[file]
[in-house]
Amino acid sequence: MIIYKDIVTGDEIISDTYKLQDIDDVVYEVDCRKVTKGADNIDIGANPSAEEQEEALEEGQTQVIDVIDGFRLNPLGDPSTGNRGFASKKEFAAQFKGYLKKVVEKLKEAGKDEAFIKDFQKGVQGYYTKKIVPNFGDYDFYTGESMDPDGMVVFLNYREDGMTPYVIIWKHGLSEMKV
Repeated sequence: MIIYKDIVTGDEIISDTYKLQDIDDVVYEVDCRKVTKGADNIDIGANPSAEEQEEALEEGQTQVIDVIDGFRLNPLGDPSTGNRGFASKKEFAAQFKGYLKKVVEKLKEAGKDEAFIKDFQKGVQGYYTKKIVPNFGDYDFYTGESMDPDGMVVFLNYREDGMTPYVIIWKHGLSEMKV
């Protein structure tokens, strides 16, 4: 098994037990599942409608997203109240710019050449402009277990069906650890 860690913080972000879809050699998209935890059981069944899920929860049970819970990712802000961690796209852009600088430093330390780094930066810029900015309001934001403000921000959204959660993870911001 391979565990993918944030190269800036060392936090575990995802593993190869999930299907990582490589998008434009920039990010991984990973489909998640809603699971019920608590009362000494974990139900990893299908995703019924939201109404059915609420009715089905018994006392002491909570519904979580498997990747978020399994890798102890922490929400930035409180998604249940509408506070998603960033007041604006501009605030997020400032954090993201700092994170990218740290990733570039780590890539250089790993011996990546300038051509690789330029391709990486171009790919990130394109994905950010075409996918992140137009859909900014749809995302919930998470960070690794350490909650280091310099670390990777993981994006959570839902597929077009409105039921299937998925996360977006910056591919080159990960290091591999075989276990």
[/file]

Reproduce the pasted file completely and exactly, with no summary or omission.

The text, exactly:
[in-house]
Amino acid sequence: MIIYKDIVTGDEIISDTYKLQDIDDVVYEVDCRKVTKGADNIDIGANPSAEEQEEALEEGQTQVIDVIDGFRLNPLGDPSTGNRGFASKKEFAAQFKGYLKKVVEKLKEAGKDEAFIKDFQKGVQGYYTKKIVPNFGDYDFYTGESMDPDGMVVFLNYREDGMTPYVIIWKHGLSEMKV
Repeated sequence: MIIYKDIVTGDEIISDTYKLQDIDDVVYEVDCRKVTKGADNIDIGANPSAEEQEEALEEGQTQVIDVIDGFRLNPLGDPSTGNRGFASKKEFAAQFKGYLKKVVEKLKEAGKDEAFIKDFQKGVQGYYTKKIVPNFGDYDFYTGESMDPDGMVVFLNYREDGMTPYVIIWKHGLSEMKV
């Protein structure tokens, strides 16, 4: 098994037990599942409608997203109240710019050449402009277990069906650890 860690913080972000879809050699998209935890059981069944899920929860049970819970990712802000961690796209852009600088430093330390780094930066810029900015309001934001403000921000959204959660993870911001 391979565990993918944030190269800036060392936090575990995802593993190869999930299907990582490589998008434009920039990010991984990973489909998640809603699971019920608590009362000494974990139900990893299908995703019924939201109404059915609420009715089905018994006392002491909570519904979580498997990747978020399994890798102890922490929400930035409180998604249940509408506070998603960033007041604006501009605030997020400032954090993201700092994170990218740290990733570039780590890539250089790993011996990546300038051509690789330029391709990486171009790919990130394109994905950010075409996918992140137009859909900014749809995302919930998470960070690794350490909650280091310099670390990777993981994006959570839902597929077009409105039921299937998925996360977006910056591919080159990960290091591999075989276990």